The diary entries of shallow and oblivious Baltimore socialite Maybell Brumby comprise Graham's fourth novel, which explores the fictional lives of intimates involved in the 1936 abdication of King Edward VIII. Maybell, widowed by her older husband, leaves for London in 1932 to join her sister Violet and falls in with her school friend Bessie Wallis "Wally" Simpson, the married woman (twice, in fact) who has set her sights on the then Prince of Wales. Through Maybell's American patricianism, Graham (The Future Homemakers of America) skewers the tedious royal family and their aristocratic hangers-on. Maybell's self-absorption and dim-wittedness make her endearing at odd moments (as when she learns that her other sister, "Doopie," is deaf rather than mentally handicapped); her chatty tone is grating when the action-primarily Wally's plotting, conquest and royal assumption-slows. Graham depicts the abdication as a kind of bedroom farce and uses Maybell's ignorance to add ambiguity to the controversial relationship of the duke (as he is known after abdication) and Wally to the Nazi regime. As WWII becomes imminent, the leisured friends must make a run for it, and the partings are not all amicable. This light romp through sordid territory is sly, gossipy fun. (Aug.) Copyright 2006 Reed Business Information.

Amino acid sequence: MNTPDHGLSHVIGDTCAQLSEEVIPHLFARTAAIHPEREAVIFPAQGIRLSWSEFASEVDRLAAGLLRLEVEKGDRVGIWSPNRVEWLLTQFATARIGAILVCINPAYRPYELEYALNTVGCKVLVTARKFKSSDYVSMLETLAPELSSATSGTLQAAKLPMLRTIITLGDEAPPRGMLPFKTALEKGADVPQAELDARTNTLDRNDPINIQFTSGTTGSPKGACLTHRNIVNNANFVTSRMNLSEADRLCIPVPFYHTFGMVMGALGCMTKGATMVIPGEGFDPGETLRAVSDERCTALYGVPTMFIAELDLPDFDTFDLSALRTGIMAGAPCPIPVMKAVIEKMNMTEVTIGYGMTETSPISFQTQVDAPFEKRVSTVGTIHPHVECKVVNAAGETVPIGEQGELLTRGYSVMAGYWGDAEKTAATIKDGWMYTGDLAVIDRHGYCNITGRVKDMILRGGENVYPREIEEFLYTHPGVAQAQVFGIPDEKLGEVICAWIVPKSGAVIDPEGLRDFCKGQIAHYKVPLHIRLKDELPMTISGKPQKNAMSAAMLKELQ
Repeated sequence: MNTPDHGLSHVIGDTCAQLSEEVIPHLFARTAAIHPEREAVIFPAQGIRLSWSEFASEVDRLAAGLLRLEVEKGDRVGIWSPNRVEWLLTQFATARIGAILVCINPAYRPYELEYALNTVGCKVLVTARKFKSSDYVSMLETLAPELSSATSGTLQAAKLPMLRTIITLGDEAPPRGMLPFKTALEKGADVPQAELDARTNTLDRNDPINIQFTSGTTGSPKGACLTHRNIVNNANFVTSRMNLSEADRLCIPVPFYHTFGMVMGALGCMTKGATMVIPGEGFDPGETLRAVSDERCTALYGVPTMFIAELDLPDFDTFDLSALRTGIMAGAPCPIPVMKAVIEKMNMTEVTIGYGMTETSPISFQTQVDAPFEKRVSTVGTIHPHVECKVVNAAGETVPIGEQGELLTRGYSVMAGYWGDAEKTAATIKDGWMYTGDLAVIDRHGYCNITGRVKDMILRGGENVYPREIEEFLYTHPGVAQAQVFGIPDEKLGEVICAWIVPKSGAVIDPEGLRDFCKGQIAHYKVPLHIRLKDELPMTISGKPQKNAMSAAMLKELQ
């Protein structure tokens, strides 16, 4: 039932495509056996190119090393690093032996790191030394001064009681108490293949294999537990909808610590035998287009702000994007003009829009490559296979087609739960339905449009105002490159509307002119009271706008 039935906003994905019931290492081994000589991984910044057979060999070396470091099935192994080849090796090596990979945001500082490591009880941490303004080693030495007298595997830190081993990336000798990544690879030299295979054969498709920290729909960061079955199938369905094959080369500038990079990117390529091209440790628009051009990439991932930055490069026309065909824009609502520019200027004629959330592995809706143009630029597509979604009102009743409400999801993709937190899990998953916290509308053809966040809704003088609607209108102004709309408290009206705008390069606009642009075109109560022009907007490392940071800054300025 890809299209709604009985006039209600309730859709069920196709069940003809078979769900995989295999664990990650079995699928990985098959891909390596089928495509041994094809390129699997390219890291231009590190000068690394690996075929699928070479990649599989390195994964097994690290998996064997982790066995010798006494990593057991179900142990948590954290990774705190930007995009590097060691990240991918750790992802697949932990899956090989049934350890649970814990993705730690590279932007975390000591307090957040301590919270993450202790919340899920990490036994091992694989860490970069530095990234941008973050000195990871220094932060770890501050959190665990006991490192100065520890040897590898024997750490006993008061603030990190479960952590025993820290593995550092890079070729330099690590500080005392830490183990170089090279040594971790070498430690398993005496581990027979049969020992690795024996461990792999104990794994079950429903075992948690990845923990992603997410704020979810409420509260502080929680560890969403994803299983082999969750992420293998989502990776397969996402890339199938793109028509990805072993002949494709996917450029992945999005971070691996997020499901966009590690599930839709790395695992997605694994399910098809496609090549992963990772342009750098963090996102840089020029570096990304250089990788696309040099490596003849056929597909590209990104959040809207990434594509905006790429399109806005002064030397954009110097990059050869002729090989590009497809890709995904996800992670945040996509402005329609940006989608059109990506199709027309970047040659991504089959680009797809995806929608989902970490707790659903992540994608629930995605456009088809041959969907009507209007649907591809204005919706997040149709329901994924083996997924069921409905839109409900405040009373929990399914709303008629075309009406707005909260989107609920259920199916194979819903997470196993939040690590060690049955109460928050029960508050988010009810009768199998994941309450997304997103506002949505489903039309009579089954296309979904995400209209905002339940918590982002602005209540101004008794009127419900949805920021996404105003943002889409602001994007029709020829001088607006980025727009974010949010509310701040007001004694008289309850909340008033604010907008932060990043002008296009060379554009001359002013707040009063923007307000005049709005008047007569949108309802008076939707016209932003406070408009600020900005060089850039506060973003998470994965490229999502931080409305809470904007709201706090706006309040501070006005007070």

Library Journal